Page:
John Martin came from London and invested heavily in mining property. In a report on White County, Francis P. King, assistant geologist, says that: "Mr. John Marlin, of London, England, controls in this county the largest collective gold tract in Georgia."
Many large nuggets were found on this particular property, and much gold was mined from the property during the years of Mr. Martin's control.
Among mines listed in White County in the Second Report on The Gold Deposits in Georgia published in l909 are these:
"Yonah Land and Mining Company's Property or Calhoun Mines. This property consists of several land lots. Very productive placer deposits have been mined in the past. Some vein mining also done.
"At the time the report was made, a dredge boat that had been operating in the Chattahoochee River and Duke's Creek a year or so back was located in these lowlands."
"Hardman Property along the Chattahoochee River near Nacoochee Post Office - Owing to heavy overburden, little or no mining has ever been carried on in the placer deposits here, though it has been reported that nuggets of considerable size have been secured from the bed of the Chattahoochee River at this locality. Possibility of a good field for dredging operations."
"Child's Mine -Several land lots are embraced in this property, but most important mining operations have been conducted on Lot 23, Third District. Complete Statistics could not be secured.
"At the time a visit was made, the property was owned jointly by Chancellor David C. Barrow of the University of Georgia and the heirs of Otis and A.K. Childs."
"Jones Mines on Lot 10 - just northeast of Child's Mine. A gold bearing zone has been mined for a number of years more or less continually at this locality. Greater part of the work done by hydraulic mining."
Some mines in the western part of the area are listed also.
"The Loud Mine - about four miles southwest of Cleveland, county seat of White County. A great deal of placer gold has been obtained in the course of different placer mining operations at this locality. Some nuggets have been found weighing as high as 300 pennyweights or more. No work in progress for several years.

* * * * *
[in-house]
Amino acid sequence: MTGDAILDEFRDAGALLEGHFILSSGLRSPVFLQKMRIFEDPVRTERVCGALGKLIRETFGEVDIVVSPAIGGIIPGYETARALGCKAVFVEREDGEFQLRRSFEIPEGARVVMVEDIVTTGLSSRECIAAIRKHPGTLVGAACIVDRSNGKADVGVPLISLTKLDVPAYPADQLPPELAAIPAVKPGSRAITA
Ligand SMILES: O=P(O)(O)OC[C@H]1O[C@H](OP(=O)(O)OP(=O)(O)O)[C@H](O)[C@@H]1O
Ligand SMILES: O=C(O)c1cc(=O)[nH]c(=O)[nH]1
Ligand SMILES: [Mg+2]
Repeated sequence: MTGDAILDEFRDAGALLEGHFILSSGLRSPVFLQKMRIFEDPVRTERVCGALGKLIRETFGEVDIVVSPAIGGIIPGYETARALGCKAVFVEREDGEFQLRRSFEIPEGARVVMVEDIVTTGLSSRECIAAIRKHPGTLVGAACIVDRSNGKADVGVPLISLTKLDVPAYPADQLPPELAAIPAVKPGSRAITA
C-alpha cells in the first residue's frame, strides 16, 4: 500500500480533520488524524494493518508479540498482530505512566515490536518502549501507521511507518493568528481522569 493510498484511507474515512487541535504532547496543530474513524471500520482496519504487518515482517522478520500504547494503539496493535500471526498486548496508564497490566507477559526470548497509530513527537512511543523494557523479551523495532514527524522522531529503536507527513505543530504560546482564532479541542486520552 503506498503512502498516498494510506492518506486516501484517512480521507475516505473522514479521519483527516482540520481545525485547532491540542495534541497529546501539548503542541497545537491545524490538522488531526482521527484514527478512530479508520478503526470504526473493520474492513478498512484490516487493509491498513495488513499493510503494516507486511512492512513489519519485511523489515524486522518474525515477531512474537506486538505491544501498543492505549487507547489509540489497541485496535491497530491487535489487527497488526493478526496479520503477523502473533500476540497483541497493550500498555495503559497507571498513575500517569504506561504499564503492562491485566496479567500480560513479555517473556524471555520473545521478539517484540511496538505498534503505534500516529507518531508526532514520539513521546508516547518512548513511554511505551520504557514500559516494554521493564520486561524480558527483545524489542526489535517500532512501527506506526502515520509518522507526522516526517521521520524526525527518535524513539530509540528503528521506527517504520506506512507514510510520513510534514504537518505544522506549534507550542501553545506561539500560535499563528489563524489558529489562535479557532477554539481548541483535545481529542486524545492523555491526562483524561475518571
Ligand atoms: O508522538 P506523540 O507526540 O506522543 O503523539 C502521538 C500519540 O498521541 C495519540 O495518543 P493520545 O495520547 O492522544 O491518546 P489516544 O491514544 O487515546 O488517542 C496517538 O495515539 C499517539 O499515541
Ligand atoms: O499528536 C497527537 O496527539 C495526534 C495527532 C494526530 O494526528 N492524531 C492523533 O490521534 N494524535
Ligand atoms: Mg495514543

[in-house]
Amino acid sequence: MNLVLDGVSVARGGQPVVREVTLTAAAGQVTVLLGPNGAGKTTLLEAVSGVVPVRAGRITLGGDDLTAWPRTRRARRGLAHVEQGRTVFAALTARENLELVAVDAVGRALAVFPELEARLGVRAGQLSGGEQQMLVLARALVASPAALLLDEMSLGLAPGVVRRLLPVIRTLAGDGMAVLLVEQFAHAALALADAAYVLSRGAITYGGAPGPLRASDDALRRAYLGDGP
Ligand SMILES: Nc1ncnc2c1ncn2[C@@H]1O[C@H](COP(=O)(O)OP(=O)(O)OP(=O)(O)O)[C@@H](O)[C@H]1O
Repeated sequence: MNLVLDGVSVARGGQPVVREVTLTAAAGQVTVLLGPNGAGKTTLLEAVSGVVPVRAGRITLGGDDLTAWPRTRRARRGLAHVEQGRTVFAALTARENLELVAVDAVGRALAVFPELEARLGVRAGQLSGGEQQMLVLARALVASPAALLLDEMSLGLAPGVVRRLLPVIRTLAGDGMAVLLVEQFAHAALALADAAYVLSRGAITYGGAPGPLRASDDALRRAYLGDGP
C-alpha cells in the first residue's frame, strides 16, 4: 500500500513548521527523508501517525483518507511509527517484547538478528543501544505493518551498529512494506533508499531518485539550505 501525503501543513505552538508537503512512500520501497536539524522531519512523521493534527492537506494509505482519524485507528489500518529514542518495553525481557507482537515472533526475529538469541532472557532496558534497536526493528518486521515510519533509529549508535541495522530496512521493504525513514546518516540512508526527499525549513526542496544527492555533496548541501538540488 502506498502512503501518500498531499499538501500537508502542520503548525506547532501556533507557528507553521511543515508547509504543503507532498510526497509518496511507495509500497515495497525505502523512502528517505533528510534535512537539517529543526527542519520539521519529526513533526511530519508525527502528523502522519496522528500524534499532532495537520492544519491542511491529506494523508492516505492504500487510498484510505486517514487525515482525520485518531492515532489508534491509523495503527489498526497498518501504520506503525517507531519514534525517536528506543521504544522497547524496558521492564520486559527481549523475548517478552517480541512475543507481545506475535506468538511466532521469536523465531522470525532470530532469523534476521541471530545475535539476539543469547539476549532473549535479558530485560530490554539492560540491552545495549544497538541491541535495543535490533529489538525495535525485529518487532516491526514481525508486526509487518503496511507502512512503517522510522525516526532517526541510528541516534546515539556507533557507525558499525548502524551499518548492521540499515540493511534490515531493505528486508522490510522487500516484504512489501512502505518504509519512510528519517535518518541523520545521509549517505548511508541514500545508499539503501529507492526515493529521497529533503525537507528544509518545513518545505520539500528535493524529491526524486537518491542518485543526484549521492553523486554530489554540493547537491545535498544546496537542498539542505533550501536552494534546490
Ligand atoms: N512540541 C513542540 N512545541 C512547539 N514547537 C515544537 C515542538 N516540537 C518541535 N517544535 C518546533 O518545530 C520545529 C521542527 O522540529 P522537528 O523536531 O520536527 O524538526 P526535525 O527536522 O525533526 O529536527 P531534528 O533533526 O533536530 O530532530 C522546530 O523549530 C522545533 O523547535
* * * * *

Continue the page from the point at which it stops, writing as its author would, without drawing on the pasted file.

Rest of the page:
"Sprague or Blake Mine - This mine on Lot 26, Fourth District, is a few miles northwest of Cleveland. Considerable work was done here years ago on an auriferous quartz vein. No work in progress for many years. Property in charge of Mr. J.W.H. Underwood of Cleveland.
"Bell Property - Placer deposits occur on Lot 132, Third District. Old placer workings to be seen on either side of creek flowing through it. Mining carried on years ago."
From these reports does it seem that all the gold has been
mined from White County?
Not so, says Dr. Vernon J. Hurst, a University of Georgia geologist. Dr. Hurst said that he has found enough workable gold in White County to warrant large-scale dredging operations.
In 1964, Dr. Hurst announced to a gathering of White County's Redevelopment Corporation that he found 38 gold-bearing quartz veins in a recently compacted study of the county's mineral resources.
One of the best possibilities for mineral development in White County is a renewal of gold mining both placer and lode.
Gold mining camps in other parts of the world have followed a common development pattern:
First stage - Discovery of gold and the intensive working of numerous small placer deposits.
Second stage - Depletion of the richer placers and a decline in mining activity.
Third stage - Search for lode deposits and the development of many small vein workings.
White County is now ready for the fourth stage, which is legal consolidation of "worked out" or low-grade deposits under a few owners and the beginning of large scale dredging or lode operations. The major production may be come in the fourth stage.
The volume and grades of gravels in the Nacoochee Valley, Sautee Creek, Bean Creek and Duke's Creek warrant a dredging operation.
*The content for this page came from Georgia Magazine - http://www.georgiamagazine.com/